fluffy grey British Longhair kitten
British longhair kittens love to spend time (and snuggle!) with their favorite humans.
| Credit: otsphoto / Adobe Stock

Socialization should be simple with this easygoing breed. British longhair kittens introduced to people and pets early are usually easy to get along with and welcoming of unfamiliar faces.

The British longhair should be fed a diet of high-quality cat food approved by your vet. Look for ingredients with mainly animal-based proteins. Your British longhair can be fed dry or wet food. This breed is prone to obesity, so it's important to monitor their food intake.


British longhair cats aren't more prone to illness than other cats, but they do have some incidence of health issues. This breed has an expected lifespan of 15–17 years.

"It's important to check for polycystic kidney disease, where cysts develop on the kidneys causing decreased function, and eventually, failure," Marks says. "Now, DNA tests are available to detect the risk of this disease in the parents and this should be screened ahead of time. This disease is also very common in the British longhair's Persian predecessors."

grey and white British Longhair outside in the garden
British longhairs need their thick fur brushed multiple times a week to prevent tangles and mats.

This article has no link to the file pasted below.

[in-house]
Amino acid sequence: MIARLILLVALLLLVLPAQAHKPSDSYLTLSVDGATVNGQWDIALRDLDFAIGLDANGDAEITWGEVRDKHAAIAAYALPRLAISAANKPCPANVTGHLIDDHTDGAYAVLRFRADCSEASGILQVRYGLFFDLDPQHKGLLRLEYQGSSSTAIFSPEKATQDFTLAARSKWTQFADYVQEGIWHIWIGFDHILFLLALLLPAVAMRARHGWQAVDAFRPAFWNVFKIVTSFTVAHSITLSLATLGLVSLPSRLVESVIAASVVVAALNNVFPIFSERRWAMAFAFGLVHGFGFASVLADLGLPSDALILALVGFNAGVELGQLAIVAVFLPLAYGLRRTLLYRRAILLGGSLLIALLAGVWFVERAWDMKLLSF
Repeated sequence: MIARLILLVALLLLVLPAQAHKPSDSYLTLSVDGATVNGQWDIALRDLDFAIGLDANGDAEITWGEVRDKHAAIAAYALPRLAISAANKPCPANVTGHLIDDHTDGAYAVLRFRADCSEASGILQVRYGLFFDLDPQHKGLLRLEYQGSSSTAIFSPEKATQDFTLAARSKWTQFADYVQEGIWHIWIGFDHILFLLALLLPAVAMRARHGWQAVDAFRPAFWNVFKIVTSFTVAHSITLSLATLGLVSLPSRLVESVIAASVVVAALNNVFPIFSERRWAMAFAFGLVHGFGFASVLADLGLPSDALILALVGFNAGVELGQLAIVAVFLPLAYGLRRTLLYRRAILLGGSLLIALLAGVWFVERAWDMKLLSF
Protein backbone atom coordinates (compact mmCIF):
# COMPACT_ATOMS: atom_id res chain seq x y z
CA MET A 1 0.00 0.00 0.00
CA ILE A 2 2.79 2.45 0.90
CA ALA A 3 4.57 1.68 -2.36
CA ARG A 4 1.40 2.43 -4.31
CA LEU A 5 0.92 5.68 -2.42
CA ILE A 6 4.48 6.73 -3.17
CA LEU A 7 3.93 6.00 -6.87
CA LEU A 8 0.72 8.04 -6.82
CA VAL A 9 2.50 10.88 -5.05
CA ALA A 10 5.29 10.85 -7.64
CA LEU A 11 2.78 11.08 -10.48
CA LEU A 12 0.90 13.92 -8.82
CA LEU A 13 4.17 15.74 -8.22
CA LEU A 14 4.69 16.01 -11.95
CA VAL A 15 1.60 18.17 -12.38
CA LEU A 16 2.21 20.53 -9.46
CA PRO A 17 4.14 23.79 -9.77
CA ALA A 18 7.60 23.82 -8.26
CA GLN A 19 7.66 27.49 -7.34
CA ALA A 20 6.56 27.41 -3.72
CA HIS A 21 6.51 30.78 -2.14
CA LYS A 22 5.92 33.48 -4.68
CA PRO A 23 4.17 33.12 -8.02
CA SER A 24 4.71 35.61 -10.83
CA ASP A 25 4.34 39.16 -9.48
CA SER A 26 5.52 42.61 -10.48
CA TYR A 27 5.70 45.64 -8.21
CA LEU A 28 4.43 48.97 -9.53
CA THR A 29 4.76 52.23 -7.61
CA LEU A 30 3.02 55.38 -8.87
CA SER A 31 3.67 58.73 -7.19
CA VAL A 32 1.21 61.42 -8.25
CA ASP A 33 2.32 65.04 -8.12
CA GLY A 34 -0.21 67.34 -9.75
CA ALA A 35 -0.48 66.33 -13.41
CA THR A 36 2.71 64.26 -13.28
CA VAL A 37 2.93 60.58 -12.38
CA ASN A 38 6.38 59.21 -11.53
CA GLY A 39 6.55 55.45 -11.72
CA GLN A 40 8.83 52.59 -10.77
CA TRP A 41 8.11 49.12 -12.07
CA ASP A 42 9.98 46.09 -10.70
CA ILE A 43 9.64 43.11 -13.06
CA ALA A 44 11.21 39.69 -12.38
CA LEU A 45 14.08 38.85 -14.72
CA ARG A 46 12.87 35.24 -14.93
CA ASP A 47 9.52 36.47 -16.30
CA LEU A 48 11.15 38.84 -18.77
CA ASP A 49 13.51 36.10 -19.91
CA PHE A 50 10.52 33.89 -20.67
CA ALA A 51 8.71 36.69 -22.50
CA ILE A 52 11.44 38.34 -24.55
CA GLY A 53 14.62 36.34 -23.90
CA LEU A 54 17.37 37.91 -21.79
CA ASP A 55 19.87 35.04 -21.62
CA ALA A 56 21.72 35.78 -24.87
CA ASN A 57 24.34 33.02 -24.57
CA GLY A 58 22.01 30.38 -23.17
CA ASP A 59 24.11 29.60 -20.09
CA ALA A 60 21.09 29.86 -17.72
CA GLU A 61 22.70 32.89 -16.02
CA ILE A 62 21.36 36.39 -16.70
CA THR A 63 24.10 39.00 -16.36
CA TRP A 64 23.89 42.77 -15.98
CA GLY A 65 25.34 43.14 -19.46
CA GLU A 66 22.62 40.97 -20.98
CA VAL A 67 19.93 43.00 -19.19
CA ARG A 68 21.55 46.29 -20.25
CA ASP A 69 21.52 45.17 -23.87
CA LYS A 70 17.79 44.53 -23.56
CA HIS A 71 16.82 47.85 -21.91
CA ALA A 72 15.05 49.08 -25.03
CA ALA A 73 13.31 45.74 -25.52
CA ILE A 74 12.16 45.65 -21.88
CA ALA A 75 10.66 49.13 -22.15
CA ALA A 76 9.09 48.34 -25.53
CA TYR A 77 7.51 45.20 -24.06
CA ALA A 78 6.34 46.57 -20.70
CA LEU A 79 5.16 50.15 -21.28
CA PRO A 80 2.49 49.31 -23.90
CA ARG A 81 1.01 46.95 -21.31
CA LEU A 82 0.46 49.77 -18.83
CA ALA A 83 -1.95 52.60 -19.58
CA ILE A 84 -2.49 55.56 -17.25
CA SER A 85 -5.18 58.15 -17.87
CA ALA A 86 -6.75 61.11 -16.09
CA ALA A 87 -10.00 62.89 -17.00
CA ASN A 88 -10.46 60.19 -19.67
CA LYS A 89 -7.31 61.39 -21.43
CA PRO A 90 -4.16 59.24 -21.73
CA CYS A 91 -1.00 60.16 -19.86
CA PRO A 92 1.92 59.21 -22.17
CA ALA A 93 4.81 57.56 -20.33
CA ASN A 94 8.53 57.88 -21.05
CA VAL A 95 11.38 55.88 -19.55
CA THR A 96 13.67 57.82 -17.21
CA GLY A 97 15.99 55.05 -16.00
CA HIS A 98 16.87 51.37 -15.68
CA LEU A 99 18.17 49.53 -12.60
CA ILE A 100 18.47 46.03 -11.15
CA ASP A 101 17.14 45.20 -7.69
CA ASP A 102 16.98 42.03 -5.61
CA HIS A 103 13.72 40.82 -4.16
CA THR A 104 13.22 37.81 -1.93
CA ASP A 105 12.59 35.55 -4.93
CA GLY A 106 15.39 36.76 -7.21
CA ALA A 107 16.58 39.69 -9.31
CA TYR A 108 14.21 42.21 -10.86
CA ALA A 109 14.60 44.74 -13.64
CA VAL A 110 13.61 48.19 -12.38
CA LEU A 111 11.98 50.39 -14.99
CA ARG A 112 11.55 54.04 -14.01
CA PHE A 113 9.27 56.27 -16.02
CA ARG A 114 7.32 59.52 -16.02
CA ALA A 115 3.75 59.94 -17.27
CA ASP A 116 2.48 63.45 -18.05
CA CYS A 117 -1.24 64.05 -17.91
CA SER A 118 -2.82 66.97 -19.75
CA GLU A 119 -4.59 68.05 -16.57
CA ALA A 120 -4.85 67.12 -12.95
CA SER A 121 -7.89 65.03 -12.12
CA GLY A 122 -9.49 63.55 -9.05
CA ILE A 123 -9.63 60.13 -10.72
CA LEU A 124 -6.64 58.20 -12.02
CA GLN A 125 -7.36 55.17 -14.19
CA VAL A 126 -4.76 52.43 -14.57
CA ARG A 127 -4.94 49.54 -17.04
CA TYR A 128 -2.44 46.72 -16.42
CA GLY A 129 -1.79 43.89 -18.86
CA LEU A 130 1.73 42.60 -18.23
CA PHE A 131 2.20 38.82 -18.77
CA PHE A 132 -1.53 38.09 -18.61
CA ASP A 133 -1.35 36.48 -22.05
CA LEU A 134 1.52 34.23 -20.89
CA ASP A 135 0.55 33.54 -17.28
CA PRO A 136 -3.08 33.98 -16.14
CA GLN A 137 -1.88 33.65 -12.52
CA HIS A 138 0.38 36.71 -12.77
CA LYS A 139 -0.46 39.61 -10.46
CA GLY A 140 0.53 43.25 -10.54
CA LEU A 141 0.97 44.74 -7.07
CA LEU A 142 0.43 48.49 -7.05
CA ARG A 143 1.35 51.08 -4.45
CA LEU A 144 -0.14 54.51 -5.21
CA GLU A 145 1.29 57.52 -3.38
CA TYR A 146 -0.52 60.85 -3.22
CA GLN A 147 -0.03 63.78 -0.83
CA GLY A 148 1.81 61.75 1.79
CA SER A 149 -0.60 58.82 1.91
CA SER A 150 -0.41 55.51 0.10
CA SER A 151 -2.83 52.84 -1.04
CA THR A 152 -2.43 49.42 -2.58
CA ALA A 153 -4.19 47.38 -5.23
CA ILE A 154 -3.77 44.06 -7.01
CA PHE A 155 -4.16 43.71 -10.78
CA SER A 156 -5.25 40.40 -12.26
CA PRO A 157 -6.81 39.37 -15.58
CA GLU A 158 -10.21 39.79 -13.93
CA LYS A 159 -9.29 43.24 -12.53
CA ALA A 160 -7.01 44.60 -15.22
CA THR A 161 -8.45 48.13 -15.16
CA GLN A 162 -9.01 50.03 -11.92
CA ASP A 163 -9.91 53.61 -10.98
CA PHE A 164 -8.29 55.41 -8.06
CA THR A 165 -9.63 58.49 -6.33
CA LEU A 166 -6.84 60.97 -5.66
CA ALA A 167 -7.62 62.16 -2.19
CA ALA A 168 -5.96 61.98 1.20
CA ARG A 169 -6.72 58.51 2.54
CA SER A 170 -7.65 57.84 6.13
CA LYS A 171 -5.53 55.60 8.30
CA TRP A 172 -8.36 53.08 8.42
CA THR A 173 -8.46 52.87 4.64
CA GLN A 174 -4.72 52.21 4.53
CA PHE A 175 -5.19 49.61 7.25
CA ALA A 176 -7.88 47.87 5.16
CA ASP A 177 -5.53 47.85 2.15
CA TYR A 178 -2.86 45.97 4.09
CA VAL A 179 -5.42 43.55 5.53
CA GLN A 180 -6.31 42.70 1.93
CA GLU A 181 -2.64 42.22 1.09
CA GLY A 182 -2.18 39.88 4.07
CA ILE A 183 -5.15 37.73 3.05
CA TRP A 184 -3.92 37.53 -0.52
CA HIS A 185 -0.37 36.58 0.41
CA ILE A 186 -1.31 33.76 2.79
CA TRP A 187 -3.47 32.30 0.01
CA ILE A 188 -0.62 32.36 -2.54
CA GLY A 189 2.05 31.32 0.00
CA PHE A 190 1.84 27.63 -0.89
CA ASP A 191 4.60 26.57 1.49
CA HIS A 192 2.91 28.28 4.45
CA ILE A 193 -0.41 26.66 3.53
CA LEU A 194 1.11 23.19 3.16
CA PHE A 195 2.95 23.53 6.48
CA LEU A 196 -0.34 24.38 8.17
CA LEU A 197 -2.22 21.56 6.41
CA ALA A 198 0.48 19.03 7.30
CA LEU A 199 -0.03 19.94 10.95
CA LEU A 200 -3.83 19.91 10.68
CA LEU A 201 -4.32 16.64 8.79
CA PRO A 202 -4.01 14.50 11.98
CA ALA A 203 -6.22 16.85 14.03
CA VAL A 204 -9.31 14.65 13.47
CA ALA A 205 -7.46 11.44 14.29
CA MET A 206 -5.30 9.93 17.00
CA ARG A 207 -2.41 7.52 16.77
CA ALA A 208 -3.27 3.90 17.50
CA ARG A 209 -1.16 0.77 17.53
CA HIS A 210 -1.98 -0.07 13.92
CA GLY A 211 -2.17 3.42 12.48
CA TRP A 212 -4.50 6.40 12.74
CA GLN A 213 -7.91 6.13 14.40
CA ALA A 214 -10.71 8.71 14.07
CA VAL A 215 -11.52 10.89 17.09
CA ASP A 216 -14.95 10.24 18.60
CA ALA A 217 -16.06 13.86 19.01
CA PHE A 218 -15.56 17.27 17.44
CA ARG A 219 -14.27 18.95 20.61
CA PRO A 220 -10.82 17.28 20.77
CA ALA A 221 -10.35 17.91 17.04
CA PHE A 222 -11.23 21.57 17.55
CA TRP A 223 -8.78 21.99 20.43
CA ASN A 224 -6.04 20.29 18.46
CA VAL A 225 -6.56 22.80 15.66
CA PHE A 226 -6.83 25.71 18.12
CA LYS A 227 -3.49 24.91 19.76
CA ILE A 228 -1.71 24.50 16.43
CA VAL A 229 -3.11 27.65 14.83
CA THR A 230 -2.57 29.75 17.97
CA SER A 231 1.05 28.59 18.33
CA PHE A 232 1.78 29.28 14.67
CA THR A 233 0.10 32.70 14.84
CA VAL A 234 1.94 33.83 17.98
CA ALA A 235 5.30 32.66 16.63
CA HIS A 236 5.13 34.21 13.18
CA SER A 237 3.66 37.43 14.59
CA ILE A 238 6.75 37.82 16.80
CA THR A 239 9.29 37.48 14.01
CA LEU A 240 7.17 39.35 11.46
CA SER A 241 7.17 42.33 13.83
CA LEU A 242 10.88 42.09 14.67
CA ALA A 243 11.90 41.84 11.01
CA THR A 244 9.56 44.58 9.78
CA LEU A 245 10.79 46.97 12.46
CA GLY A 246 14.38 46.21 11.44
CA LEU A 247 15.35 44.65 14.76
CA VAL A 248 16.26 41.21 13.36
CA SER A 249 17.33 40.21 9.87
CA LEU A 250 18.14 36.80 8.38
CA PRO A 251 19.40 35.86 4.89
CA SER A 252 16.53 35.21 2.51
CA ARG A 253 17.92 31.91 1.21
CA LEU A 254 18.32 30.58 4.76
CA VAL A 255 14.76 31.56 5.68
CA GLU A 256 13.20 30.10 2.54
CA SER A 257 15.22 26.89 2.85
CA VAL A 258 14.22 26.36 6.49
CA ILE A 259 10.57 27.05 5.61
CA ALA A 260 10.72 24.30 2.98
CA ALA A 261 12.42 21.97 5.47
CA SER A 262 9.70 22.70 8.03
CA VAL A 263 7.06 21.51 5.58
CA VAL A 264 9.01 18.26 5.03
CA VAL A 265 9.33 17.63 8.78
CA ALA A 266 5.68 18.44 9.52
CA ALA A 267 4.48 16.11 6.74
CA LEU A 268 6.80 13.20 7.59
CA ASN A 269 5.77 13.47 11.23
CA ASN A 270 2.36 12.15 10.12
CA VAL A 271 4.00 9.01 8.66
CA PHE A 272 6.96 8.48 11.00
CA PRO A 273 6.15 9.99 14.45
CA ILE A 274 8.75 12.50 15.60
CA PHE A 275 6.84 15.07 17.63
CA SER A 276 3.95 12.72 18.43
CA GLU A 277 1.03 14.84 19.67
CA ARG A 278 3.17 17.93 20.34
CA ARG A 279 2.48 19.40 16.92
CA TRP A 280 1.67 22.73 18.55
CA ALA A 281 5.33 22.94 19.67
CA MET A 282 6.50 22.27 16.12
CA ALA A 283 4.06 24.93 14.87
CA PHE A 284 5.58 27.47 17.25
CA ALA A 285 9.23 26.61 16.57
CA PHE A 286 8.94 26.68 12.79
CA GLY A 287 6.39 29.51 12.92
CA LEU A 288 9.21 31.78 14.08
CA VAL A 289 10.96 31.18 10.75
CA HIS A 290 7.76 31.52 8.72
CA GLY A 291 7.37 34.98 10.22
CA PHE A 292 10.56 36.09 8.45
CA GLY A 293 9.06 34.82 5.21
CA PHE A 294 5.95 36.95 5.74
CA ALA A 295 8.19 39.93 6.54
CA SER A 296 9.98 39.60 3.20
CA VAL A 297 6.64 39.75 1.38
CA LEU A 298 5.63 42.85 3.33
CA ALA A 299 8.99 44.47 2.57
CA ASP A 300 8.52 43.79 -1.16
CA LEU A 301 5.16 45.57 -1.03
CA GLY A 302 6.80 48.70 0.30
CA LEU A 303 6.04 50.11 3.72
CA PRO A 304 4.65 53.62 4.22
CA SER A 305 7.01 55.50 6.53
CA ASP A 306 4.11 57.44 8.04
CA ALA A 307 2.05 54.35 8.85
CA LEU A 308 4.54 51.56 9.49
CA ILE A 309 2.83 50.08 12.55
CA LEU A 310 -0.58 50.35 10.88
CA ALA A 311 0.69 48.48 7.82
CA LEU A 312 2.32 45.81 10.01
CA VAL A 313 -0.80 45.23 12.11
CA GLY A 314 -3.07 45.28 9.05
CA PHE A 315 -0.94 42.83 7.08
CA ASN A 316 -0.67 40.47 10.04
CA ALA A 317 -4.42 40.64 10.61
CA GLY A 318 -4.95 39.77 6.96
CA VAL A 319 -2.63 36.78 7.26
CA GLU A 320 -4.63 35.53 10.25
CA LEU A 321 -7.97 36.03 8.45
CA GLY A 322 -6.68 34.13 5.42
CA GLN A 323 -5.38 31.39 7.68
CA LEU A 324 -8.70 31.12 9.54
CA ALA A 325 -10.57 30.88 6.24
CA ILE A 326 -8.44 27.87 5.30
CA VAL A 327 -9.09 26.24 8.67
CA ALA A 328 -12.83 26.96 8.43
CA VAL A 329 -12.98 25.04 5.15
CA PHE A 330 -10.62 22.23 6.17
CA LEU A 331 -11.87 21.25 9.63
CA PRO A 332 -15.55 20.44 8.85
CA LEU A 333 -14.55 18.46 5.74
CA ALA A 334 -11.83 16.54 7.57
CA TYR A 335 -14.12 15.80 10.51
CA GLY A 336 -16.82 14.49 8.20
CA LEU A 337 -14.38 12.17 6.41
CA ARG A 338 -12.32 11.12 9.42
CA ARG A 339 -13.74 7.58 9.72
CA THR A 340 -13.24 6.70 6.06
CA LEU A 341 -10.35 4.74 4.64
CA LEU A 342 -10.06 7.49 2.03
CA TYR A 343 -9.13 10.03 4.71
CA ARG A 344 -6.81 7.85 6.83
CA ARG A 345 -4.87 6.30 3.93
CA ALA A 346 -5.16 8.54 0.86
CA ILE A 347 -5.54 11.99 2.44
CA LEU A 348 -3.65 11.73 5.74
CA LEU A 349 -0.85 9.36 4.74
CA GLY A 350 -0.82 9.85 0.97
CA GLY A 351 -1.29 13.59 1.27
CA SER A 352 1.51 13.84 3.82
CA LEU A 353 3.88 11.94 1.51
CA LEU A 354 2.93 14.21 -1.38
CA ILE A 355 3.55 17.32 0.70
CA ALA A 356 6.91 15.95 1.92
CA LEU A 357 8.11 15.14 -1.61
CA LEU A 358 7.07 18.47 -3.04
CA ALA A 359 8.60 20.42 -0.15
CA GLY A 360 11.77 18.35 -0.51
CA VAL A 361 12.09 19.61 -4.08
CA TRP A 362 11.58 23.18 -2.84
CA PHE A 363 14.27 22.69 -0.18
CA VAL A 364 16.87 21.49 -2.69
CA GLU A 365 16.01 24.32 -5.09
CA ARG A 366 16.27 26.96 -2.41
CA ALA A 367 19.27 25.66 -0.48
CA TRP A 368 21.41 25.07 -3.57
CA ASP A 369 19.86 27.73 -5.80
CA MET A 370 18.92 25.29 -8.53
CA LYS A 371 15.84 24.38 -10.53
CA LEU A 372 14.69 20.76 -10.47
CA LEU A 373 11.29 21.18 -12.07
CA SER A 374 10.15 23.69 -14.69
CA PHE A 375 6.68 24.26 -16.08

| Credit: lesichkadesign / Adobe Stock

Responsible breeders will test kittens for genetic health issues, but it's important to keep regularly scheduled vet appointments and take the advice of your cat's veterinarian. Health issues can develop later in life and will need to be monitored.


The British longhair originated in Great Britain in the early 20th century and is the result of crossing British shorthair and Persian cats, according to The International Cat Association (TICA). British shorthair cats had long been crossed with Persians, but resulting cats who displayed the Persian's longhaired gene were considered unusual.

Because the breed has only been bred for their specific traits recently, they have achieved breed status in recent history. Much of the history of the British longhair is associated with their relation to their namesake and ancestor, the British shorthair.

Fun Facts

  • The British longhair was recognized as a breed by TICA in 2009. Some other registry organizations still do not consider the British longhair their own breed.
  • Despite their similarities, the British longhair isn't truly a longhaired version of the British shorthair. These cats have a distinct facial structure and temperament differences, thanks to their Persian influence.